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Summary

  • Tesla’s Cybertruck has finally reached its production phase, with a fully-assembled model showcased at the Austin plant. Its controversial and distinctive design sets it apart from other trucks, making it memorable and attention-grabbing.
  • Unlike other trucks that prioritize height and aggression, the Cybertruck is designed with versatility and customization in mind. It offers various factory options for camping, towing, construction, and more, catering to different needs without requiring aftermarket modifications.
  • The Cybertruck represents a significant shift in truck design, breaking away from the traditional form that has remained largely unchanged for ninety years. With its unapproachable and adjustable ride height, it’s a truck built for modern demands and stands out in terms of acceleration and hauling capabilities.

It’s amazing how well a company can do when Elon Musk gets distracted. Less than a year after the Tesla CEO/mascot wandered away from his pet car company and went on to thoroughly and professionally demolish Twitter, Tesla announced that it at last will bring the Cybertruck to production. The company even has posted a photograph from its Austin plant showing factory workers standing around a fully-assembled production Cybertruck. That’s right: it’s not a concept, nor is it a prototype. The controversial, distinctive, polarizing Cybertruck has reached its final form.

To the delight of some and the contempt of others, it looks just like the initial straight-sided concept that violently ignited so many comment threads. For those who want a truly distinctive, unforgettable, torque-loaded driving experience, Tesla has outdone the vaunted Ford F-150 Lightning.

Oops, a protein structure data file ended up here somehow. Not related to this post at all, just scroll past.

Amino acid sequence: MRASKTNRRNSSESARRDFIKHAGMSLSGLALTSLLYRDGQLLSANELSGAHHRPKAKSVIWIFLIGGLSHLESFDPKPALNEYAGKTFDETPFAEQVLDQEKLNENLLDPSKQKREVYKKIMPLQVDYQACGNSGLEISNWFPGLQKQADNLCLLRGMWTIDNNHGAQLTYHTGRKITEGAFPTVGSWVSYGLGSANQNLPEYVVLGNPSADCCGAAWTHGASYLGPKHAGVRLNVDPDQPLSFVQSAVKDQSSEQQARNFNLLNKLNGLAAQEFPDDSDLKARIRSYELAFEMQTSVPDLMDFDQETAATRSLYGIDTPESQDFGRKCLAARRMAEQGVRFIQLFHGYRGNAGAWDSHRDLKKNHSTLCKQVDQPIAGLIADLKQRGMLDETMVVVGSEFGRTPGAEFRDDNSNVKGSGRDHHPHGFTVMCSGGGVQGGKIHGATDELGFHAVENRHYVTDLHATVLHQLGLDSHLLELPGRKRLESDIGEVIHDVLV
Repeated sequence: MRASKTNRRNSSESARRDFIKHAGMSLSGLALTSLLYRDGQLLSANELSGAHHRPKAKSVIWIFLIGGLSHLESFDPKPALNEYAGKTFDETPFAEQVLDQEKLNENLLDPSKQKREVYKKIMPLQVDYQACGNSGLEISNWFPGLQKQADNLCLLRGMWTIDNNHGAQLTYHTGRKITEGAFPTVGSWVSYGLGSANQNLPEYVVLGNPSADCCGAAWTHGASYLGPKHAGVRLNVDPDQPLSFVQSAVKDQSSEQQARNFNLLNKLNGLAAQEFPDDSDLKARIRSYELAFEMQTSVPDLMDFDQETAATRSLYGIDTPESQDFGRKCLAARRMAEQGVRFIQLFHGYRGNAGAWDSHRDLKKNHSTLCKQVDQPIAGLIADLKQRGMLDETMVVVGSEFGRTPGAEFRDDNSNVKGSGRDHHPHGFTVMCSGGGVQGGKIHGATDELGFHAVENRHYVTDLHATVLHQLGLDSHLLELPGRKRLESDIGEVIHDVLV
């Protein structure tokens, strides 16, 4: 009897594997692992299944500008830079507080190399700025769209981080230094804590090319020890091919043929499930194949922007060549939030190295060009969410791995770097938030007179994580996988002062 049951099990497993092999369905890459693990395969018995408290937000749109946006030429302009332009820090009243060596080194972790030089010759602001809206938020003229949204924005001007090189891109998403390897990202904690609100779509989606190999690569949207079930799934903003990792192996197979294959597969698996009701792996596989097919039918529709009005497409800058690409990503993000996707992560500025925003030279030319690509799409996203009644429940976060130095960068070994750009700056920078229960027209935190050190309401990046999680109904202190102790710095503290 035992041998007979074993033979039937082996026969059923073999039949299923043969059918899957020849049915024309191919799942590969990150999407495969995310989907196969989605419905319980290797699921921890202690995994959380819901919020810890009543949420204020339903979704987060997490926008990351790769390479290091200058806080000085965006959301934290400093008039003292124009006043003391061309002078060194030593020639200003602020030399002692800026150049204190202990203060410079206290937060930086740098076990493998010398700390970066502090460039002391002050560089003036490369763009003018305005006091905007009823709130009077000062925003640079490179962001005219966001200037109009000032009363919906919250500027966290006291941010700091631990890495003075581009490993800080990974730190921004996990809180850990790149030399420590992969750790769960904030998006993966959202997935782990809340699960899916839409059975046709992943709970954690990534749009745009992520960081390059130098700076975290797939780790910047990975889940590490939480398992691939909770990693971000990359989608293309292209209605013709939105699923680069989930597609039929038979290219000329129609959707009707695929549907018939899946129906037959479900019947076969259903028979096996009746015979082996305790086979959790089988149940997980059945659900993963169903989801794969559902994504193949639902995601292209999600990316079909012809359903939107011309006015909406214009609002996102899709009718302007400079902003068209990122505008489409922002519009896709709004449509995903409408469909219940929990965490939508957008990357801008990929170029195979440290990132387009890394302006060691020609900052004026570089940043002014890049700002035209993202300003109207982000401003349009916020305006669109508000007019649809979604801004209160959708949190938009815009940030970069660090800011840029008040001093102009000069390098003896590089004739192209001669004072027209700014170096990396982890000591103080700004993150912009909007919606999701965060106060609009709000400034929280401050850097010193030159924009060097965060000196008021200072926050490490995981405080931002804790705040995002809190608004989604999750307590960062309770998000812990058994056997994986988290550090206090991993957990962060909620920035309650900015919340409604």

Related: Why Lordstown’s Downfall Is A Breath Of Relief For All Electric Truckmakers


The Cybertruck Will Stand Out Wherever It Goes

Silver Tesla Cybertruck
Tesla

The first thing anyone notices about the Cybertruck is its truly spectacular design. The truck isn’t merely a head-turner, it is a spectacle. To arrive anywhere in a Cybertruck will be an event unto itself. This makes the Cybertruck uniquely suited to the modern discerning truck purchaser. To be realistic, most truck purchasers will never demand much of the heavy-duty frame or the high towing capacity. Many people purchase a truck so that everyone in the strip mall parking lot can see that they are too tough for a midsize hatchback.

The modern truck, of which the F-150 Lightning is an archetypal example, has become a caricature of itself. Trucks are no longer designed to haul heavy loads and tow large trailers (though they remain capable of such things). Instead, trucks are designed to be taller than all the lesser vehicles at the drive-thru and angrily shine their headlights into other drivers’ eyes. At this point, the rows of near-identical Fords and Chevrolets in many office building parking garages have become a parody of all-American burliness. To purchase a Ford is to be just like all the others. It’s hard to use a truck to declare one’s strength when said truck is just every other one in the parking lot.